With the emergence of multiplex immunoassay technology, it has become possible to simultaneously investigate a broad spectrum of serum markers in minimal amounts of serum. Our platform has been validated recently to measure a panel of cytokines, adhesion molecules, adipokines, growth factors and various other mediators [2527].

We designed an explorative study to identify whether the serum secretome (consisting of a panel of cytokines, adipokines, etc.) is affected by transplantation and to investigate whether potential biomarkers that correlate with outcome of islet transplantation can be identified, which may act as targets of intervention therapy or guide patient selection.

Materials and Methods

Graft recipients

Thirteen type 1 diabetic patients, transplanted consecutively with standardized islet cell grafts between January 2002 and April 2004, were selected out of a previously described cohort of 21 islet recipients [15]. All recipients were non-uremic and C-peptide negative, had large individual variation of fasted glycaemia (coefficient of variation of pre-breakfast glycaemia >25%), and had one or more signs of diabetic complications (hypoglycaemic unawareness, microalbuminuria or retinopathy). Patient characteristics are depicted in Table 1. Patients were selected on basis of clinical outcome to cover the spectrum from good engraftment (n = 9, reached insulin independence) to insufficient engraftment (n = 4, remained insulin dependent during the first year after transplantation). Three out of nine patients reaching insulin independence had early loss of function (<6 months of insulin independence). The study has been approved by the IRB of the VUB-Free University Brussels and conducted according to the principles expressed in the Declaration of Helsinki. Written informed consent has been obtained of all participants [3].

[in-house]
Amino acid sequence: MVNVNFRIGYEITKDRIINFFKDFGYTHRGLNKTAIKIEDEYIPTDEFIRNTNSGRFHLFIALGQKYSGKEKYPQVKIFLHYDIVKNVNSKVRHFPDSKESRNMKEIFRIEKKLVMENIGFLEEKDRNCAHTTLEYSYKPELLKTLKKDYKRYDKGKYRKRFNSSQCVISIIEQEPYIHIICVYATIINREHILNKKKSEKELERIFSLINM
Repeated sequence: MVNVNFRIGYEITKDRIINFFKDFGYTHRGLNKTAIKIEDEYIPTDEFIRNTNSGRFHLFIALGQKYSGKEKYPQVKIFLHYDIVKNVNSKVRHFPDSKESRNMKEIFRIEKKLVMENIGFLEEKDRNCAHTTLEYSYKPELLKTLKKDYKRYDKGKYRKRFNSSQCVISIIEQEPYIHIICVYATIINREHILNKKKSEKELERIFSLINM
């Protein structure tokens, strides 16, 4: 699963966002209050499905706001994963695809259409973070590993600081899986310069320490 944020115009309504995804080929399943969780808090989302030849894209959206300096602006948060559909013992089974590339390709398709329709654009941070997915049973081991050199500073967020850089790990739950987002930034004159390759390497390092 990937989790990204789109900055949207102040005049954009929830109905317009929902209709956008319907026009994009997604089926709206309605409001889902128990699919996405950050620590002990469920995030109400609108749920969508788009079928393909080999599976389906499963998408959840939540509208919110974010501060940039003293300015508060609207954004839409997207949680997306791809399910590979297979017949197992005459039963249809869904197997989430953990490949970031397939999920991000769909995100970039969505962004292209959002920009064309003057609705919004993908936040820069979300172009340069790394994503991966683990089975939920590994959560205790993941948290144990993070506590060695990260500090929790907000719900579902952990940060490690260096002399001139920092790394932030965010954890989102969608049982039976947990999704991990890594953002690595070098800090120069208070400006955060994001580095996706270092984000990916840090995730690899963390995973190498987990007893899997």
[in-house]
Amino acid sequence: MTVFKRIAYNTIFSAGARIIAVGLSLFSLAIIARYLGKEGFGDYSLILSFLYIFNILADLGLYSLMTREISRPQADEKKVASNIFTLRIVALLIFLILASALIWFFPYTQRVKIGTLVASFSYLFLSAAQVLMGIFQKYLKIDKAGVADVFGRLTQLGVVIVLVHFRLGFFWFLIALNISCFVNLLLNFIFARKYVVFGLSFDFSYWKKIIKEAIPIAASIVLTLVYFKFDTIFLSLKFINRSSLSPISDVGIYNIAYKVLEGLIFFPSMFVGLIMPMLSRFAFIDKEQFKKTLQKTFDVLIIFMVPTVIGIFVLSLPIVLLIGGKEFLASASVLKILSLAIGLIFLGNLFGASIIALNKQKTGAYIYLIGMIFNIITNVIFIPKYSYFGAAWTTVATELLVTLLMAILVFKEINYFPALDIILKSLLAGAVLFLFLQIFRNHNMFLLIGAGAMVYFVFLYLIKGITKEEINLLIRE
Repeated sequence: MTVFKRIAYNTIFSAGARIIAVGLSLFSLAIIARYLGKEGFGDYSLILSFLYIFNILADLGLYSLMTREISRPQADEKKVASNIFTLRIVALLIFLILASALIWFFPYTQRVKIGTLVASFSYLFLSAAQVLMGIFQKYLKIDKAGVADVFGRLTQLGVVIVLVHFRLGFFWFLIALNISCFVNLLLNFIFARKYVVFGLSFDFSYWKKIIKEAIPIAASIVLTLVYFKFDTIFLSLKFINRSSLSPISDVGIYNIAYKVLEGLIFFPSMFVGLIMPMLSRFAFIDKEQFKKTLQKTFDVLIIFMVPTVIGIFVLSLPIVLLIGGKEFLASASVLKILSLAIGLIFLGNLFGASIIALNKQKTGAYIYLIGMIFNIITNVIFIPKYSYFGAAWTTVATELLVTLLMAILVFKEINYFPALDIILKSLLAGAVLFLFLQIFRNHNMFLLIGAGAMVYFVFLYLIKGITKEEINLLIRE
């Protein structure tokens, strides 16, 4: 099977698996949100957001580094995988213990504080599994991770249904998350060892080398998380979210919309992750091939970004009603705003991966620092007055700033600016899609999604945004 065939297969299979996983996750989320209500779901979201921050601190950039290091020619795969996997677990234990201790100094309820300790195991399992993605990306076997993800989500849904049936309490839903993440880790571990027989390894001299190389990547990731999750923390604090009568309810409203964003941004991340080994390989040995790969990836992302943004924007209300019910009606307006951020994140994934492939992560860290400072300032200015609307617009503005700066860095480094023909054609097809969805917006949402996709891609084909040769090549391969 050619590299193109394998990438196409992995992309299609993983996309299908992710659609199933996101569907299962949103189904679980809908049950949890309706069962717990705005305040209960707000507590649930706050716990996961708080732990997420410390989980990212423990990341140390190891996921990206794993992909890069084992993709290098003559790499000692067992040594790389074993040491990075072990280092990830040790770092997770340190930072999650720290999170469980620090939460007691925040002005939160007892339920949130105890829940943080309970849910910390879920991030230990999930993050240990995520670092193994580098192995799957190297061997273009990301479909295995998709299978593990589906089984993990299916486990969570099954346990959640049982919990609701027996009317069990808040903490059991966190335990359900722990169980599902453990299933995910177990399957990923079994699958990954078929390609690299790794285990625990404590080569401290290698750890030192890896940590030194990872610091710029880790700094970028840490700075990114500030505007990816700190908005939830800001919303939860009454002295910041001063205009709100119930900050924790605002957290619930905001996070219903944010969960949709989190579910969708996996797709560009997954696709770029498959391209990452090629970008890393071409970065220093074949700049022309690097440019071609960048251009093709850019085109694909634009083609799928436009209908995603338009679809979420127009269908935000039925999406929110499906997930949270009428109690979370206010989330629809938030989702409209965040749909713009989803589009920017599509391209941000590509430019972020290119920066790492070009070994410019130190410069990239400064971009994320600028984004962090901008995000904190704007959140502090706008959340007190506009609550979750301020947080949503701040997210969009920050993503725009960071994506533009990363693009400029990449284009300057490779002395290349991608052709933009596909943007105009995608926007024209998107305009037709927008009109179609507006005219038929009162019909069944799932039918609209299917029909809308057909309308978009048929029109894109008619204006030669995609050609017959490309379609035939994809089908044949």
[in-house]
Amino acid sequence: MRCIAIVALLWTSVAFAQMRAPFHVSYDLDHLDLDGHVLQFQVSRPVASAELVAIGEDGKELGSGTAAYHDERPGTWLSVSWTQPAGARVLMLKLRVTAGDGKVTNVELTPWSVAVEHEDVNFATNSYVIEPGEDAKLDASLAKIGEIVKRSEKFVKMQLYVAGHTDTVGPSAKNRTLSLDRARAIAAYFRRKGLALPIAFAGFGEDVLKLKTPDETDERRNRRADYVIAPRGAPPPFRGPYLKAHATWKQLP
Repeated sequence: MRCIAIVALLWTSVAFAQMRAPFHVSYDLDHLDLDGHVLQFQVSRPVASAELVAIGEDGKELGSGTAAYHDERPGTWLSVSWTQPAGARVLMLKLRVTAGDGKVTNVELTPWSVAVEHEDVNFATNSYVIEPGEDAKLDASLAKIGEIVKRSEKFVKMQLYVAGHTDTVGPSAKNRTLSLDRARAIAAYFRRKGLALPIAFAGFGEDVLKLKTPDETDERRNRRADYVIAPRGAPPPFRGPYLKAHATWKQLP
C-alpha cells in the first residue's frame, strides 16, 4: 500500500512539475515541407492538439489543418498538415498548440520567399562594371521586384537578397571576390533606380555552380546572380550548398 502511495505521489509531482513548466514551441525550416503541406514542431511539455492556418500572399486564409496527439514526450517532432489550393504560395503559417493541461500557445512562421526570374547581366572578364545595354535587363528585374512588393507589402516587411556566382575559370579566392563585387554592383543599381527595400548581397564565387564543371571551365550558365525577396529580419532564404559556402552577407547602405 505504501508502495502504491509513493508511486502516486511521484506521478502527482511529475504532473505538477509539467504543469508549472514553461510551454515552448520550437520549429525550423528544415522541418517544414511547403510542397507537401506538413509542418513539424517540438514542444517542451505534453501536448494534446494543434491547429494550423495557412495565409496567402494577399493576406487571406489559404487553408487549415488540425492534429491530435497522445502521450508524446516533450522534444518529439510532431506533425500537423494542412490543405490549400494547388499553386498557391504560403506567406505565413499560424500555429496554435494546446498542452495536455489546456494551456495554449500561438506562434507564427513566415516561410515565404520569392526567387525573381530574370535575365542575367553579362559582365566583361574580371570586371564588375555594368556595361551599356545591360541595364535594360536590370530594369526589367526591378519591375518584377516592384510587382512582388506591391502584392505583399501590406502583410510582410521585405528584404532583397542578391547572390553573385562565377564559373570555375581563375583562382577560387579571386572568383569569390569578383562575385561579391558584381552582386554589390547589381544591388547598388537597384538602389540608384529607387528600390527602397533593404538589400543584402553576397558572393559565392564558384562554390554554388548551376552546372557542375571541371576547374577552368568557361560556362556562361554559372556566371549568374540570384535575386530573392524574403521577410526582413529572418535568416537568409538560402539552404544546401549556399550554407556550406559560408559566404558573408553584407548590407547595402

Table 1. Patient and metabolic characteristics.

Clinical characteristics of islet cell transplantation patients achieving continued (>6 months), or temporary (<6 months) insulin independence or not achieving (n = 4) insulin independence. Data refer to moment of first islet cell transplantation, unless stated otherwise.

Transplant procedure and follow-up

Islet cell grafts were injected into the portal vein under anti-thymocyte globulin (ATG, Fresenius Hemocare, WA, USA) induction therapy and maintenance immune suppression with myco-phenolate mofetil and tacrolimus [3]. Maintenance immune suppression was continued throughout the first year irrespective of graft function. Blood samples were taken before transplantation and at one year (median 53 weeks; range 47–60) after transplantation in serum tubes containing silicate granulate. Serum was aliquotted and stored at -80°C until analysis.

Serum mediators

Measurement of 94 serum markers was performed using in house developed and validated multiplex immunoassay (laboratory of translational immunology, University Medical Center Utrecht) based on xMAP technology (Luminex Austin TX USA) [25, 27]. An overview of the markers is shown in Table 2 (further detail in S1 Table). For the measurement of biomarkers naturally occurring in high concentrations, samples were diluted either 1:100 (Adipsin, Cathepsin S, Cathepsin L, Chemerin, Leptin, PAI-1, CCL18, RBP-4, Resistin, SAA-1, TIMP-1, TPO, sCD14, sICAM and sVCAM) or 1:1000 (Adiponectin). Acquistion was performed with a Biorad FlexMap3D system using Xponent 4.2 software. Serum values were calculated using Bio-Plex Manager 6.1.1.